Section 21’ evictions – are we prepared for the end of an era?

What is Section 21 and how is it changing?  


If a tenant does not vacate their property at the end of the fixed term of an assured shorthold tenancy (‘AST’), a landlord cannot simply enter the house and change the locks. To do so would put them at risk of an unlawful eviction claim, which can attract a substantial fine and even a criminal prosecution. To lawfully regain possession, a court order must be made, and enforced by a bailiff if necessary. This process can take a number of months and come at a substantial cost. 

Landlords who wish to regain possession at the end of a fixed term of an AST can currently have recourse to the ‘section 21 procedure’, which involves giving the tenant a minimum of two month’s notice to vacate, after which court proceedings can be started. This procedure is often known as ‘no fault eviction’, as no reason needs to be given for seeking possession. It can be contrasted with the alternative ‘section 8 procedure’, which can be used where a tenant is in breach of their tenancy agreement, in one of a number of defined ways.  

Balancing the rights of landlords and tenants has always been a delicate, and often fraught, exercise. Life is unpredictable and circumstances may change for both parties. The Conservative Government now plans to overhaul the existing system.  

Back in 2019, the Conservative party manifesto included a pledge to introduce a ‘Renter’s Reform Bill’, which would abolish ‘no fault’ eviction. After a number of delays, the Government published it’s White Paper, ‘A Fairer Private Rented Sector’ in June 2022, and it is now expected that the Reform Bill will be debated and voted on in Parliament before May 2023.   

It is anticipated that the gap left by the proposed abolition of section 21 will be filled by the wider reform of existing grounds of possession, with the Government stating that, “we will introduce a new ground for landlords who wish to sell their property and allow landlords and their close family members to move into a rental property”. There is no draft legislation currently in circulation, so further details are eagerly awaited.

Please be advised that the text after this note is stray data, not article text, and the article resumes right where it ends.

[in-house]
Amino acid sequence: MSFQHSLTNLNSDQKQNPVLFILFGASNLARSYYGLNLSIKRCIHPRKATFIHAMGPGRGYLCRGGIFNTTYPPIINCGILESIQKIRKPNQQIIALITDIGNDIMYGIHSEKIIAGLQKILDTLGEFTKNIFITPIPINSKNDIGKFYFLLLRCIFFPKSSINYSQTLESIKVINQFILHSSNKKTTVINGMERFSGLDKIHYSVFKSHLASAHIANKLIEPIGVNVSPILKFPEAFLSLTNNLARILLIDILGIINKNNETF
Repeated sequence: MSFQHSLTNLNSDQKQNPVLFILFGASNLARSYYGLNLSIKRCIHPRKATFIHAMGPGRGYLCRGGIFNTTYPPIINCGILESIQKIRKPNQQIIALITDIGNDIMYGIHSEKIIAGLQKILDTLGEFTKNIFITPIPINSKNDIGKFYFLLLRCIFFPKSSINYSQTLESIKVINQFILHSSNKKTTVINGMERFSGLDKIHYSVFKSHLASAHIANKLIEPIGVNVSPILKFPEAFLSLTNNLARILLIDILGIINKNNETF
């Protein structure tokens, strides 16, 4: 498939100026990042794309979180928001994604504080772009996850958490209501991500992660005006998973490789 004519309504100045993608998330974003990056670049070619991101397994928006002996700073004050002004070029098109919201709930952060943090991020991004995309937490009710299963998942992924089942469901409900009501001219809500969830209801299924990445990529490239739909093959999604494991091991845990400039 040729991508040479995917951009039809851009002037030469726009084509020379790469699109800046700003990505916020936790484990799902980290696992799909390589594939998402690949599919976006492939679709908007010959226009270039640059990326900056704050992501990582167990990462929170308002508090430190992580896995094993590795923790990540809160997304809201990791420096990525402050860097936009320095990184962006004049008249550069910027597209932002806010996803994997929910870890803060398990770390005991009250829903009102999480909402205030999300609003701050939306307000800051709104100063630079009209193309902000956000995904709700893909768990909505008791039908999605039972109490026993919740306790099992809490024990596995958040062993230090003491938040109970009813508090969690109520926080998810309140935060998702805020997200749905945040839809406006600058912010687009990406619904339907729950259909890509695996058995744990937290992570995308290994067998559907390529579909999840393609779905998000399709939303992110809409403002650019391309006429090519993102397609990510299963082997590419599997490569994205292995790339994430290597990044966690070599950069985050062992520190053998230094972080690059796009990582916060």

When is this happening? 

‘A Fairer Private Rented Sector’ states the following: 

“We will provide at least six months’ notice of our first implementation date, after which all new tenancies will be….governed by the new rules.” “All existing tenancies will transition to the new system on a second implementation date. After this point, all tenants will be protected from Section 21 eviction. We will allow at least twelve months between the first and second dates.” 

This means that if the Bill is passed, we would currently expect landlords of existing ASTs to have a minimum notice period of eighteen months before the changes become effective – but nothing is set in stone.  

Commentators are now raising concerns about the implications of this timeline for an already overburdened court system. Landlords will inevitably be left to revaluate their position, and it is not unreasonable to expect that a looming deadline may result in landlords rushing to serve section 21 notices while they still can. This in turn could result in an influx of court claims if tenants do not leave when their notice period expires.   

The closure of many courts over recent years, coupled with a reduction in staff and resources for those remaining, has already meant that possession proceedings are often delayed. The proposed reforms may exacerbate the problem and it remains to be seen what, (if any), provision will be made for this. 

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